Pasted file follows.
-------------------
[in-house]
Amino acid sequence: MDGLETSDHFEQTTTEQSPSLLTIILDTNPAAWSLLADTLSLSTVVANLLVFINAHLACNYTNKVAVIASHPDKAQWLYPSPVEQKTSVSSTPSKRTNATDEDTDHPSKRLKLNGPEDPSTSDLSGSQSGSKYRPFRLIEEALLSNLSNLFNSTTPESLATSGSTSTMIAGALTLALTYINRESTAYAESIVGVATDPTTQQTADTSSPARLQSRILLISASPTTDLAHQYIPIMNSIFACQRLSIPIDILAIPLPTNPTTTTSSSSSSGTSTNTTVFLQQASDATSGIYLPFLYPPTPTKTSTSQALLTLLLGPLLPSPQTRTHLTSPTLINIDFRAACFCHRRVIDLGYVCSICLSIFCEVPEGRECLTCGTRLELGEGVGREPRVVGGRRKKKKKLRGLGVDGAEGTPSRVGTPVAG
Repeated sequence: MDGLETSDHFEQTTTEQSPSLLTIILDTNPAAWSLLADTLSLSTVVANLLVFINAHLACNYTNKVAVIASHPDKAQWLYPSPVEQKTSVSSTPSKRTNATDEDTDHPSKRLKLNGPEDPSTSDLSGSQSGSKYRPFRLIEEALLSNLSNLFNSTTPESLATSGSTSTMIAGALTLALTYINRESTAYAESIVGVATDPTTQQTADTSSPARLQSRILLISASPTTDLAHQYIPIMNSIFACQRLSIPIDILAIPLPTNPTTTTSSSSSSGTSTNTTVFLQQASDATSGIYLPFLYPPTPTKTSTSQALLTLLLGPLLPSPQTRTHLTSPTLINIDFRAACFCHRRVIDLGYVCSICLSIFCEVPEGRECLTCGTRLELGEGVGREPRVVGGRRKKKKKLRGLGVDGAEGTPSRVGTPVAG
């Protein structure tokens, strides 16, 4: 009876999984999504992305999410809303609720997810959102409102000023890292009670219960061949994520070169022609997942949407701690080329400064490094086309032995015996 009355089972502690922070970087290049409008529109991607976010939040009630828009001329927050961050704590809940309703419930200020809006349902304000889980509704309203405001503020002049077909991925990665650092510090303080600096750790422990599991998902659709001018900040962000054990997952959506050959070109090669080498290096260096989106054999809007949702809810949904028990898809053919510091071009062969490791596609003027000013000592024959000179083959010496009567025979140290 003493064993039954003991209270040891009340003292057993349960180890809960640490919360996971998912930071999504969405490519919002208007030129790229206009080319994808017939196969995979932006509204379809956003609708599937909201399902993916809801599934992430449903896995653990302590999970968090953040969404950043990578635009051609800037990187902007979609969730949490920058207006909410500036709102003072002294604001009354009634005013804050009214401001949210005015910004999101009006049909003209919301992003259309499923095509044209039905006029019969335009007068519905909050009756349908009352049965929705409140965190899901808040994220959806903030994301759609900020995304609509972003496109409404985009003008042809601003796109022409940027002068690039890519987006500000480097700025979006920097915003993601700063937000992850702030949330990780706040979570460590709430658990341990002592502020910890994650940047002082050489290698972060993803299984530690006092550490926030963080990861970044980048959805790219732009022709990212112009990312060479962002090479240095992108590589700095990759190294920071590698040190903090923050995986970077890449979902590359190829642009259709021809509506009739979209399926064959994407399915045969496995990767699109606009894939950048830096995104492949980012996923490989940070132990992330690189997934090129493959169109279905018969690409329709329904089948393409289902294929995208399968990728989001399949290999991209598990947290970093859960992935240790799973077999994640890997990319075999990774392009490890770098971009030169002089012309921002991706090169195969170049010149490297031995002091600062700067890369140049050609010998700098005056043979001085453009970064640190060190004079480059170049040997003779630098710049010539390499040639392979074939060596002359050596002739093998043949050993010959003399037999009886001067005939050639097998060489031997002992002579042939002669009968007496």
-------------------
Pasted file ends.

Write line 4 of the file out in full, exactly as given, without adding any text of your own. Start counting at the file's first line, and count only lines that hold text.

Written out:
């Protein structure tokens, strides 16, 4: 009876999984999504992305999410809303609720997810959102409102000023890292009670219960061949994520070169022609997942949407701690080329400064490094086309032995015996 009355089972502690922070970087290049409008529109991607976010939040009630828009001329927050961050704590809940309703419930200020809006349902304000889980509704309203405001503020002049077909991925990665650092510090303080600096750790422990599991998902659709001018900040962000054990997952959506050959070109090669080498290096260096989106054999809007949702809810949904028990898809053919510091071009062969490791596609003027000013000592024959000179083959010496009567025979140290 003493064993039954003991209270040891009340003292057993349960180890809960640490919360996971998912930071999504969405490519919002208007030129790229206009080319994808017939196969995979932006509204379809956003609708599937909201399902993916809801599934992430449903896995653990302590999970968090953040969404950043990578635009051609800037990187902007979609969730949490920058207006909410500036709102003072002294604001009354009634005013804050009214401001949210005015910004999101009006049909003209919301992003259309499923095509044209039905006029019969335009007068519905909050009756349908009352049965929705409140965190899901808040994220959806903030994301759609900020995304609509972003496109409404985009003008042809601003796109022409940027002068690039890519987006500000480097700025979006920097915003993601700063937000992850702030949330990780706040979570460590709430658990341990002592502020910890994650940047002082050489290698972060993803299984530690006092550490926030963080990861970044980048959805790219732009022709990212112009990312060479962002090479240095992108590589700095990759190294920071590698040190903090923050995986970077890449979902590359190829642009259709021809509506009739979209399926064959994407399915045969496995990767699109606009894939950048830096995104492949980012996923490989940070132990992330690189997934090129493959169109279905018969690409329709329904089948393409289902294929995208399968990728989001399949290999991209598990947290970093859960992935240790799973077999994640890997990319075999990774392009490890770098971009030169002089012309921002991706090169195969170049010149490297031995002091600062700067890369140049050609010998700098005056043979001085453009970064640190060190004079480059170049040997003779630098710049010539390499040639392979074939060596002359050596002739093998043949050993010959003399037999009886001067005939050639097998060489031997002992002579042939002669009968007496």